Farm Progress

Perdue visits Clemson and delivers a 'bright and prosperous' message

Agriculture Sonny Perdue cited the vital role of land-grant universities such as Clemson University in sustaining that momentum during a visit to the campus Nov. 9.

Steven Bradley

November 12, 2018

6 Min Read
Secretary of Agriculture Sonny Perdue (left) speaks as Keith Belli, dean of Clemson’s College of Agriculture, Forestry and Life Sciences; and Vice President of Clemson Public Service and Agriculture George Askew listen during a banquet at the Hendrix Center.

Declaring America’s agricultural future “bright and prosperous,” United States Secretary of Agriculture Sonny Perdue cited the vital role of land-grant universities such as Clemson University in sustaining that momentum during a visit to the campus Nov. 9

After meeting with Clemson President James P. Clements, Perdue attended a luncheon at the Hendrix Student Center, where he met with students and took questions from farmers, agency heads and other key members of the South Carolina agribusiness industry.

Perdue congratulated the students on choosing to focus their futures on the various aspects of agriculture.

“Agriculture is alive and well and has a bright and prosperous future in so many areas that you all are doing research in,” he said. “I’ve told President (Donald) Trump that I believe if the manufacturing sector in the United States had the same degree of basic research, applied research and a delivery system like the Extension service, we would wouldn’t be talking about the demise of American manufacturing.”

Perdue said the manufacturing aspects of agriculture surpass virtually every other industry in terms of productivity.

“But it doesn’t just happen,” he said. “It is achieved through efforts of places like Clemson University and our other great land grants in conjunction with the Agricultural Research Service through the Department of Agriculture federally, and the U.S. taxpayers obviously are big partners with land grants and certainly in supporting our Extension service and our 4-H programs … and that’s a really important collaboration that we need to enhance and understand more about what we each do and how we can complement one another.”

Perdue said that while the global agriculture industry faces the issue of trying to feed 9 billion people worldwide by the year 2050, the biggest issue currently facing American agriculture is trade.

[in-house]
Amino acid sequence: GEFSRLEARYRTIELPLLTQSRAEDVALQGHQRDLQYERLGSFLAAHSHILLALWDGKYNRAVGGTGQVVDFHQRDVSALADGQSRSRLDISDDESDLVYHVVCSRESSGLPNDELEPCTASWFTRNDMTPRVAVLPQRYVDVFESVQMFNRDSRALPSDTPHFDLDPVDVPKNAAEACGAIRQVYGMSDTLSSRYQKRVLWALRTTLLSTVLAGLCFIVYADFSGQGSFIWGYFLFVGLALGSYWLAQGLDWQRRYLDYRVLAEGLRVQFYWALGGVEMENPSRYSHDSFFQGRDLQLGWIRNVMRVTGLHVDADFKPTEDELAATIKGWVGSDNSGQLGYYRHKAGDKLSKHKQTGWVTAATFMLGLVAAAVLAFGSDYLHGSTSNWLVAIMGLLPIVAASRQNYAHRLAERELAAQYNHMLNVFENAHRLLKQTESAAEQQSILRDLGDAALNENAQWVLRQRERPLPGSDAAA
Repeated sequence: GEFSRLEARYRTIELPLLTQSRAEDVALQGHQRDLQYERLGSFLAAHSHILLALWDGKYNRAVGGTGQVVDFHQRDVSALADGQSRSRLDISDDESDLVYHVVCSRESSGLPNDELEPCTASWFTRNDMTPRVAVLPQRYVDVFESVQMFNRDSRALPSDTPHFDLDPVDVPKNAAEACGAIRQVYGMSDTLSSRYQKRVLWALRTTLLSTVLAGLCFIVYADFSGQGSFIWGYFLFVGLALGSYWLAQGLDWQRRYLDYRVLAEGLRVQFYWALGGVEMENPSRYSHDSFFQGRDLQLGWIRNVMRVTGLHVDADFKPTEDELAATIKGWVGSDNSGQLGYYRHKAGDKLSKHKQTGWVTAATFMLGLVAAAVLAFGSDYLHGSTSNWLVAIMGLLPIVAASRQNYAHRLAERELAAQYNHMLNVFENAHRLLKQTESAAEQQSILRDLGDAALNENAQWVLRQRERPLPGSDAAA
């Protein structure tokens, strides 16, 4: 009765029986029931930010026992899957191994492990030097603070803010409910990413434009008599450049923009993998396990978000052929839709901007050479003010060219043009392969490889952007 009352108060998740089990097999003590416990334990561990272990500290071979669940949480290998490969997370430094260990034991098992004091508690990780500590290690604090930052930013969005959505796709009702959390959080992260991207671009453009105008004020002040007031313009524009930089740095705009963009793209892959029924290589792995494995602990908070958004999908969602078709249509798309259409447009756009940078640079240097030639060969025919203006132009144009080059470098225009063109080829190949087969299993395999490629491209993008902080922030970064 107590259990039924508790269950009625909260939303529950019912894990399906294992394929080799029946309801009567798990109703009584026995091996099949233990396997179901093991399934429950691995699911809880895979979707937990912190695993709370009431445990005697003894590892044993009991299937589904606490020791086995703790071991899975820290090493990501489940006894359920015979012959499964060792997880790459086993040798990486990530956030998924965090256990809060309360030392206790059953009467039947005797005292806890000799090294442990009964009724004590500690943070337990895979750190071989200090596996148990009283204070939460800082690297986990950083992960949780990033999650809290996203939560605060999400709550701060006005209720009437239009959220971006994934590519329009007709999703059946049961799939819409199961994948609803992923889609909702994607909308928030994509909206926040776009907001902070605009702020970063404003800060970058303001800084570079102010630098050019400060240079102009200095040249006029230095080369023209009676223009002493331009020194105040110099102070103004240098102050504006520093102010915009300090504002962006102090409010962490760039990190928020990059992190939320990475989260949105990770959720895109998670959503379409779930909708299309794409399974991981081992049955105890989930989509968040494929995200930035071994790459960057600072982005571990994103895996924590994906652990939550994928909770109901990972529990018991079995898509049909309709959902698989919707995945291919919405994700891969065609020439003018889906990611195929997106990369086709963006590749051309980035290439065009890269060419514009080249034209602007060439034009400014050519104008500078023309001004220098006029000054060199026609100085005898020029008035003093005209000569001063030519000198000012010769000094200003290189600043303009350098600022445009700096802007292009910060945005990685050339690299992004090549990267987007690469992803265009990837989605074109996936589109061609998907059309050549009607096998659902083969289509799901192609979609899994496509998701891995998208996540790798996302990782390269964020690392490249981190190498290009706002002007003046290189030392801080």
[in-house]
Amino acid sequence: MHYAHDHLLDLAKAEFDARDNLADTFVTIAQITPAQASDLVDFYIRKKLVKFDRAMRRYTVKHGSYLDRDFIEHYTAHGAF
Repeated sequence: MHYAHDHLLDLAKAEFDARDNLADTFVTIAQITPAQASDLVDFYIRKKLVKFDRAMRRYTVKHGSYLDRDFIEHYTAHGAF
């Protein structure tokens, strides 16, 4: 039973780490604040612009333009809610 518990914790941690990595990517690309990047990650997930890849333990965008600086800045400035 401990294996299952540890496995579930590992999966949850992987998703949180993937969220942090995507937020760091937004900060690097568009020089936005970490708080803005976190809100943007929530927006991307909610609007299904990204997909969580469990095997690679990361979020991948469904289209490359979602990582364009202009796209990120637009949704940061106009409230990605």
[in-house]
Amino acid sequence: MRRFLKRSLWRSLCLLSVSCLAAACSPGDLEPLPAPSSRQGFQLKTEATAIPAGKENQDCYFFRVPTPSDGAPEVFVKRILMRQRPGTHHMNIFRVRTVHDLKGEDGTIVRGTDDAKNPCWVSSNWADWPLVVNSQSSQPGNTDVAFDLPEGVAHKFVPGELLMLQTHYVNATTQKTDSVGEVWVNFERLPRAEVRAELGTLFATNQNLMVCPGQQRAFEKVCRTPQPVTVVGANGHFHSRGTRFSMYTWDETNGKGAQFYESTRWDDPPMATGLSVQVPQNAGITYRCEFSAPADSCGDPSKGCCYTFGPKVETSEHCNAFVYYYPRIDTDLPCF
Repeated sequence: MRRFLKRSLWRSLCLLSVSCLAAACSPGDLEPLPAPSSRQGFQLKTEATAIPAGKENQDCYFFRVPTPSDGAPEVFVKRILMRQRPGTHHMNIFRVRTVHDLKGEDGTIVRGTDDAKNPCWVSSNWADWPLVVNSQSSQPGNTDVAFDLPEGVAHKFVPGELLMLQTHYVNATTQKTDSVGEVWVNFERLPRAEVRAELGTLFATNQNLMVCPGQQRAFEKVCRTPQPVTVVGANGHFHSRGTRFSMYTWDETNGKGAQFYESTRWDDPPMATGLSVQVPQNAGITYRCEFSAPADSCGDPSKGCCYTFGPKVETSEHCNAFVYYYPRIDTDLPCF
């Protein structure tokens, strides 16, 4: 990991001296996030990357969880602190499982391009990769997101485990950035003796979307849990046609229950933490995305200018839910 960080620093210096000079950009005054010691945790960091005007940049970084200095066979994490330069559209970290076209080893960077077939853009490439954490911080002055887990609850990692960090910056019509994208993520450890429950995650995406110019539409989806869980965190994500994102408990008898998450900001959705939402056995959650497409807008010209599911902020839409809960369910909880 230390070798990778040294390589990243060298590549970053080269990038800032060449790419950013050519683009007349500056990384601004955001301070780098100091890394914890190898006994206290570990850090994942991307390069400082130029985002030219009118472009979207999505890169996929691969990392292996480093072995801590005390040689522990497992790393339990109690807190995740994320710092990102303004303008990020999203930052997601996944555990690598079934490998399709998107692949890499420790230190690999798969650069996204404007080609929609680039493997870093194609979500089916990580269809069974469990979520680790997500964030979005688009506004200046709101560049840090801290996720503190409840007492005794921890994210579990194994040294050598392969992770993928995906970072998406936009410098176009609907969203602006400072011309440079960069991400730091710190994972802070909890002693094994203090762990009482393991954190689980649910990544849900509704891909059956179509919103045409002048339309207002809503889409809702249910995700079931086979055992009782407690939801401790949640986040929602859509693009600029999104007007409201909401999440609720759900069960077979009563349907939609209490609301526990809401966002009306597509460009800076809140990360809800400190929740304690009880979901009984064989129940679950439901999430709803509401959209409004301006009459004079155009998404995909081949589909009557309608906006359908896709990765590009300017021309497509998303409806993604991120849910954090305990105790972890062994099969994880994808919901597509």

“How do we sell all the stuff that our farmers and producers grow? That’s one of the things that we focus on at USDA is building markets around the world,” he said. “There’s an international disparity. There’s a proverb that says: ‘When man has not enough to eat, he has one problem; but when he has enough to eat he has many problems.’

“In the United States we are complacent today because we have many problems that don’t have anything to do with the ability to feed our families in the lowest cost, most affordable, most nutritious, healthiest food supply in the developed world. And there are folks around the world that don’t sit at tables like this ever and don’t have what they need.”

Perdue said while he had met many Clemson students during his visit with various agricultural majors, he urged the need for more to set their sights on agricultural communications, citing the importance of “telling the story” of agriculture.

“We can no longer sit behind the farm gate and assume everybody thinks we’re righteous,” he said. “In today’s world of internet and all the social media, there’s a lot of misinformation out there. We lost the language war on GMOs (genetically modified organisms). Now we’ve got new technology out there like non-transgenic gene editing that’s going to help us feed the world. Is that going to be accepted?”